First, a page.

Women & Labor

As the Industrial Revolution gained momentum in Great Britain, the labor force that came from it, which Horsfall found himself drawn to helping, included both men and women. As a result of the new presence of women laborers, the Industrial Revolution also brought with it a societal change and challenge to womanhood as they left behind their “natural” place within their homes and were able to publicly show they had the same capabilities as their male labor counterparts. Being a “lady” was clearly reserved for the upper classes, however being a “lady” and “woman” had become intertwined resulting in the bewilderment of critics of women laborers. Additionally, because “women were [perceive to be] more docile and less pugnacious than men…” (Tuttle, 184) factory owners saw them as less likely to unionize as well, their delicate hands and fingers attuned to talented detail work, particularly in the textile industries. The irony in this, though, is the Industrial Revolution’s elimination of the skilled worker for the unskilled factory worker while women were still singled out for their “feminine” ability to achieve intricate details in their work, exploited and paid less then men. By proving the skill and abilities of women as laborers, soon came movements focused on labor rights and suffrage. The Industrial Revolution’s opportunity structures which first allowed women to simply work in greater numbers in the public sphere led to a change in conception of womanhood, and highlighted the differences too between the “angel in the home” and the woman in the factory. 


The Manchester Art Museum set aside attention to mothers with rooms decorated with artwork, a piano room, and a general space for women to meet monthly and feel a sense of community between them. By using his museum in this way, Horsfall created a space in which women could bring their sewing and knitting tasks as well as their children, bringing together women of different classes. This class division, between the “clean” and “tidy” middle or elite classed women and their apparently dirty and untidy lower class counterparts infers that class differences were not confined to men as either businessmen or laborers, but women too; though mothers attended these meetings, their class and appearance set them apart as the divide between them became more stark, limiting the ladies of the upper classes from the women in the working class.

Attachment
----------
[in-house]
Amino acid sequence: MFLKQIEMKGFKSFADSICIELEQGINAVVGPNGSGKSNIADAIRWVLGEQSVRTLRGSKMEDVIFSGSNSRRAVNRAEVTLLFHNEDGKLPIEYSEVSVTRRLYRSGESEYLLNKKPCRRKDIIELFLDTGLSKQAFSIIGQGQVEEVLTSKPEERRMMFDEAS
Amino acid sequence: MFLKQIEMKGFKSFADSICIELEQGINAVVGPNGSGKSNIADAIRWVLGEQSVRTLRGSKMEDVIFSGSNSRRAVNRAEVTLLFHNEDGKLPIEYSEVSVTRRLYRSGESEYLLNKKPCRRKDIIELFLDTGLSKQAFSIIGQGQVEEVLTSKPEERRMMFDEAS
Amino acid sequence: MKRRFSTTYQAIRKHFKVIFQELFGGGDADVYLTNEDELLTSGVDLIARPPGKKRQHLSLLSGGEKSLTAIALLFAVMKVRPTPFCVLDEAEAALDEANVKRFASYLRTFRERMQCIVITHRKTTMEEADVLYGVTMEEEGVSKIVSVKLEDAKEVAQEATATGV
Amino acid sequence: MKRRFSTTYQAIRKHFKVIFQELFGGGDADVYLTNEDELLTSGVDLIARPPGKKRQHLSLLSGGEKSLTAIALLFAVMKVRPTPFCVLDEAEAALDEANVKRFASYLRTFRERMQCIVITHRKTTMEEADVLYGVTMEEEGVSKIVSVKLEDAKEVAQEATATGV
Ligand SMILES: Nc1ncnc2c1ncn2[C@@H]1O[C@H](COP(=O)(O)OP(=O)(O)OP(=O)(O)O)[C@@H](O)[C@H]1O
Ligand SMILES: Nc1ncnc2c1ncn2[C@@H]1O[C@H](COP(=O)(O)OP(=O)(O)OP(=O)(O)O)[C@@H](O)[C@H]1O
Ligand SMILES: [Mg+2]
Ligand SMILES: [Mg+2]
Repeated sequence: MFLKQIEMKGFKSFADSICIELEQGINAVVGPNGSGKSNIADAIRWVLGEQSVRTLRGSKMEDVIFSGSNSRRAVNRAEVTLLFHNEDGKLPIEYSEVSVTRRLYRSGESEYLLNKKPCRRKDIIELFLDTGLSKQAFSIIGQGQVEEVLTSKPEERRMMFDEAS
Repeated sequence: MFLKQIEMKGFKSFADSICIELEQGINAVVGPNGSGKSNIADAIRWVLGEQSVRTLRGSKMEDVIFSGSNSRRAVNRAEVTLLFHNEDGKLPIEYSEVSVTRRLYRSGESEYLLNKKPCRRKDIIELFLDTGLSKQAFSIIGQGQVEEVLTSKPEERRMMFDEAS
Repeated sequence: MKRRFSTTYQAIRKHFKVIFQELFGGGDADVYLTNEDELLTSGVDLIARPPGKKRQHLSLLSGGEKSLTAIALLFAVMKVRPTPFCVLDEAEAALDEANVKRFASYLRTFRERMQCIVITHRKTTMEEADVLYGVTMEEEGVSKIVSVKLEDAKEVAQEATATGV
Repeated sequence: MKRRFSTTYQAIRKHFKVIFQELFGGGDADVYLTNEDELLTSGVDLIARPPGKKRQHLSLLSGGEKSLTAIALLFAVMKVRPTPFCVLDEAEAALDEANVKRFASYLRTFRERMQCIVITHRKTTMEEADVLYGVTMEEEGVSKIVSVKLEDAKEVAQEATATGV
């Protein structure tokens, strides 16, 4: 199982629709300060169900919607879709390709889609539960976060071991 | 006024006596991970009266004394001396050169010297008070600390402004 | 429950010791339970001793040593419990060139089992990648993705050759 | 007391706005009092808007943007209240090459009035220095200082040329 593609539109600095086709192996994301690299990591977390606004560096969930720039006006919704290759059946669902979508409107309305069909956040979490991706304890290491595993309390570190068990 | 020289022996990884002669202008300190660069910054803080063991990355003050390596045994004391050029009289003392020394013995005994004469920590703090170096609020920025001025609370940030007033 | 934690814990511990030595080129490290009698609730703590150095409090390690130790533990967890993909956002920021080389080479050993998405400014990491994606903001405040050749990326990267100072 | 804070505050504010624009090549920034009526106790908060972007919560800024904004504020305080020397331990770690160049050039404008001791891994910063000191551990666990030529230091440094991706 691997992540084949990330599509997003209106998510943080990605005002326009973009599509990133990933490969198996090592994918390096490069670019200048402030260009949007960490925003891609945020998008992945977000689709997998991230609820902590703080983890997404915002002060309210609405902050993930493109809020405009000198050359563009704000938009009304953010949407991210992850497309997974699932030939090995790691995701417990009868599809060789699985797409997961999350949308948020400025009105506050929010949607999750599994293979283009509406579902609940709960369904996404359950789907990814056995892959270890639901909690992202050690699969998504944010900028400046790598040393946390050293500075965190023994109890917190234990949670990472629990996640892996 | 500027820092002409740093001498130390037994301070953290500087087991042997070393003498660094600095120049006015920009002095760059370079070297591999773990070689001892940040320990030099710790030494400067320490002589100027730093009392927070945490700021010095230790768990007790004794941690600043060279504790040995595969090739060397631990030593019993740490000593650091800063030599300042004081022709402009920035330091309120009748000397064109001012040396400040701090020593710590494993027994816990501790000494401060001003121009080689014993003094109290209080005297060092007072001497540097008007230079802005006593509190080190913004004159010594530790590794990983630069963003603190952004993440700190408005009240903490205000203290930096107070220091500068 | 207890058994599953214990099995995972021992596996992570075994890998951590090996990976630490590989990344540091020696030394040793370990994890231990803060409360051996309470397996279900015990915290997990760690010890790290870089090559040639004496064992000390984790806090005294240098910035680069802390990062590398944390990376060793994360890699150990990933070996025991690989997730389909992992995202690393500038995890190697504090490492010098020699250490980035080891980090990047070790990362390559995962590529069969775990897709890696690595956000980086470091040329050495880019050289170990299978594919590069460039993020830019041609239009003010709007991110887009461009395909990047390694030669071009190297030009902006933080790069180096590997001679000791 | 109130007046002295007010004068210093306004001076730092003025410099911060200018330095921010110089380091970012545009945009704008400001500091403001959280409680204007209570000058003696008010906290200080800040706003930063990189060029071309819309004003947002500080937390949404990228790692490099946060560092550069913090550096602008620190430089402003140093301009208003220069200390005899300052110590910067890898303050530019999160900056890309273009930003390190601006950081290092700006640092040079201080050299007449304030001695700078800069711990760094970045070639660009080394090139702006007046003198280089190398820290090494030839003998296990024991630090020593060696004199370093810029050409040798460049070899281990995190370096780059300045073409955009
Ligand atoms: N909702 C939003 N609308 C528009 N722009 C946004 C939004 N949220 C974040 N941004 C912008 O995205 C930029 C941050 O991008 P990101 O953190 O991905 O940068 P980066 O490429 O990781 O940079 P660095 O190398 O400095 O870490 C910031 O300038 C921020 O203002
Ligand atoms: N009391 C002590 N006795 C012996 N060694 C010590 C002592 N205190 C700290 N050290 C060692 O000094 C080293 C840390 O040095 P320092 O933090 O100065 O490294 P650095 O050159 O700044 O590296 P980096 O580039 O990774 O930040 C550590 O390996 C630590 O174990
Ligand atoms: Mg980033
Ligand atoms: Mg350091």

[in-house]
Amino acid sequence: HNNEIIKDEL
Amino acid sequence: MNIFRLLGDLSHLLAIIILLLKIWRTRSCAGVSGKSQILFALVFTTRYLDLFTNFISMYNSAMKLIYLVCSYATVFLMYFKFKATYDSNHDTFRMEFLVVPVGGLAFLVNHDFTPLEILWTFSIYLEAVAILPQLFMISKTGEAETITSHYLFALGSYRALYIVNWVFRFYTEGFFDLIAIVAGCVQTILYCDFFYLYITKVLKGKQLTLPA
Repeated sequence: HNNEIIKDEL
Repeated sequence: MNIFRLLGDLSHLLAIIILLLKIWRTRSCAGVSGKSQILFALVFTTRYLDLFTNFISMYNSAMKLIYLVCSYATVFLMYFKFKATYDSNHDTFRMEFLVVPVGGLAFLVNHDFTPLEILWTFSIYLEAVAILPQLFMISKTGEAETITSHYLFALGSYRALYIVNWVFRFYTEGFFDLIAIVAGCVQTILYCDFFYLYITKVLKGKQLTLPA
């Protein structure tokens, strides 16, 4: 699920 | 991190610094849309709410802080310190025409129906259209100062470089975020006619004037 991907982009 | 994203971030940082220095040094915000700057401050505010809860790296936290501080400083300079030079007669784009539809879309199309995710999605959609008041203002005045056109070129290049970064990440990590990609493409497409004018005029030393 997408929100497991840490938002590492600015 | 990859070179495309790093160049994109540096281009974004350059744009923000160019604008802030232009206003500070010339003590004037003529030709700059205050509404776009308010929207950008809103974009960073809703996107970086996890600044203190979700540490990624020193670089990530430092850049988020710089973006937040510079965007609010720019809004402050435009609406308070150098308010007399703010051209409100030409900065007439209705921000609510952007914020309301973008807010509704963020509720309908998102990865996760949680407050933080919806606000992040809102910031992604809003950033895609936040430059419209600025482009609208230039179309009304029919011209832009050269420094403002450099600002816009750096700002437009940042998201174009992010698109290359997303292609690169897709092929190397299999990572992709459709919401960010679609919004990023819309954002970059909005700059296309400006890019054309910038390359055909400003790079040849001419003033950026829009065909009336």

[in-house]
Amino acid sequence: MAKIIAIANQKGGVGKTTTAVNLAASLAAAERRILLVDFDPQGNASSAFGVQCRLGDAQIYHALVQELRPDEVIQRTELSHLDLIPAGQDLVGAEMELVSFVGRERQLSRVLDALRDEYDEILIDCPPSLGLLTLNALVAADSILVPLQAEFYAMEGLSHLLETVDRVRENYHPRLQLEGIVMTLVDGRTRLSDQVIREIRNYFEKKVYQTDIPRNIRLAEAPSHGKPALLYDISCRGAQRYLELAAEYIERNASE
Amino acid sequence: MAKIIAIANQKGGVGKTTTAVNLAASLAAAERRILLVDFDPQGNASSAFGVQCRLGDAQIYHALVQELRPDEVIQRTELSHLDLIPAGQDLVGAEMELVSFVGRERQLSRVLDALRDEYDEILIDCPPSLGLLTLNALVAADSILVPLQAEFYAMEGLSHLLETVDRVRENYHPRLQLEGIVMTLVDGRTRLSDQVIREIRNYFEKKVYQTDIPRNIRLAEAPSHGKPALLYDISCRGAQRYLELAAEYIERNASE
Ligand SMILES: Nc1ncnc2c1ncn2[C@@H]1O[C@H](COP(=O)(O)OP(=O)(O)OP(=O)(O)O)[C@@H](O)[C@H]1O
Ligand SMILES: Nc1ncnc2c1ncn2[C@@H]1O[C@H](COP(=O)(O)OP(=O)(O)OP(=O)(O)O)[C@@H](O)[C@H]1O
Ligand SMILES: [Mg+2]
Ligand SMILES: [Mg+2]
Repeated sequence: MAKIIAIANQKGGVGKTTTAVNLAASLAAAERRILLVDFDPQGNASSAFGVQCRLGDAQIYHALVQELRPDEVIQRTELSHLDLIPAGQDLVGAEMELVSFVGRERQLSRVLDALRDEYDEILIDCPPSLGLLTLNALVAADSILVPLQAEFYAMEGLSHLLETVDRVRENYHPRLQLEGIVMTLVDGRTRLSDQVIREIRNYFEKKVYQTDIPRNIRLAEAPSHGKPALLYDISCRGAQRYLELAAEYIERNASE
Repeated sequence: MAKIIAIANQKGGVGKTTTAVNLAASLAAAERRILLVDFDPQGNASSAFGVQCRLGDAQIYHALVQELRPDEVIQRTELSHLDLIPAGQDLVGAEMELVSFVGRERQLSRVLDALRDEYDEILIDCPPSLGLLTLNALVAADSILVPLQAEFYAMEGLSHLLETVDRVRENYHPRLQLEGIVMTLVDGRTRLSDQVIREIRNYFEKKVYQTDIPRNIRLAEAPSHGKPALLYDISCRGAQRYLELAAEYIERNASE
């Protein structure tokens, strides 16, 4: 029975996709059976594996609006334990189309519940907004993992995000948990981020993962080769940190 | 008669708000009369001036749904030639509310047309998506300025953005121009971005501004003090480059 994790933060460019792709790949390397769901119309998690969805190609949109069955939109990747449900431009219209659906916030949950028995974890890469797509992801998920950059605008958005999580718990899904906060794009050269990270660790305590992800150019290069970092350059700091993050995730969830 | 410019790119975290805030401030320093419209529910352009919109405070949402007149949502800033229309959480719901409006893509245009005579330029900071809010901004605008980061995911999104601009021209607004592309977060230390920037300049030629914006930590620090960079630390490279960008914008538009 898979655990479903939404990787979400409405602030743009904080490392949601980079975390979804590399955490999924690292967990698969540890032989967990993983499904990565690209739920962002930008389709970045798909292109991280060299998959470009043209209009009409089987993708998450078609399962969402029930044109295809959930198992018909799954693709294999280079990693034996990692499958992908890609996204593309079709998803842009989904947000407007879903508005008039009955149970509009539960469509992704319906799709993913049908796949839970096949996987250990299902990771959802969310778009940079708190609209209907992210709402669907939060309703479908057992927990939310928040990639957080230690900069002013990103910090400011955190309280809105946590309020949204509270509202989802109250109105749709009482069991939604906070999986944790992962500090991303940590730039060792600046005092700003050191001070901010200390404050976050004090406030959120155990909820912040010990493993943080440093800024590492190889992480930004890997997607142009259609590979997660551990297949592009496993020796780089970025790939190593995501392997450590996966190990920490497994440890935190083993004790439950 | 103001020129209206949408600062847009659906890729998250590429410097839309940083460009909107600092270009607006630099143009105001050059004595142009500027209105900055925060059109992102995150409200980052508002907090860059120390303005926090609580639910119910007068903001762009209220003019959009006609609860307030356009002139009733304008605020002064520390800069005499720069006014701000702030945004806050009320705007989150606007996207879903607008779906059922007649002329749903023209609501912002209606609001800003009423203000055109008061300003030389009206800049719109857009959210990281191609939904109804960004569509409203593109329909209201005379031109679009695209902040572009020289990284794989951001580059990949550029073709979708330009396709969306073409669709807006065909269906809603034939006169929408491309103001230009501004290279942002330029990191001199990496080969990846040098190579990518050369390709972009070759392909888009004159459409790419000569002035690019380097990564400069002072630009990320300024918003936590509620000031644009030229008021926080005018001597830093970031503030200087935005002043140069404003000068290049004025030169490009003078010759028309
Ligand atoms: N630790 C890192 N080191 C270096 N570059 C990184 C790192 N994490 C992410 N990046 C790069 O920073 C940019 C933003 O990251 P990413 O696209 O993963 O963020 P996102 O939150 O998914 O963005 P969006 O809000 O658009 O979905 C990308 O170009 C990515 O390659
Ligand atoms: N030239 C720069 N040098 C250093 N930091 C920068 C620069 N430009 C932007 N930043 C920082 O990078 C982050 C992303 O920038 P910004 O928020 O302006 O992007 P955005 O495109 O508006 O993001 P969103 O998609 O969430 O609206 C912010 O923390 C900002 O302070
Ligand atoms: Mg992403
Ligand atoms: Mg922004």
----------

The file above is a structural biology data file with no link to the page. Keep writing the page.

William Quiller Orchardson R.A., Her Idol, 1869.

Women as the guardians of morality

Middle class Victorian women were raised to embody “ideal” femininity, where marriage was a career, one which did not include working outside of the private, family sphere.Having set aside a space for women to gather in his museum, Horsfall aimed to create a kind of model domestic space, with the goal of modeling proper gendered behavior for the working women of Ancoats. This painting from the Manchester City Gallery, though unlikely to have been hung by Horsfall himself, portrays that idealized notion of womanhood, which one could say was synonymous with motherhood. For Victorians, “lady” and “work” were polar opposites; contradictions that if involved with each other cancelled the other out. If a woman should work, said one social critic, “she loses that particular position which the word lady conventionally designates,” (Callen, 22) thus leaving no room for a working woman to be considered a lady, denouncing her womanhood. A woman’s access to leisure time with her children too depicted the wealth of the family and reflected that status of a husband, and whose gender placed her “intrinsically suited to [the] role in the home…[a] guardian of morality,” (Laqueur, 121) and most importantly child-bearer and care taker, depicted in this painting. What should be understood about this painting too is that this scene, and what it shows represents a scene worthy of the time and effort of the artist, reflects a societal view of normalcy for women and as a work of art, beauty.


Henry Edward Tidmarsh, Velveteen Cutting at Platts Works, 1903.

A new presence in city labor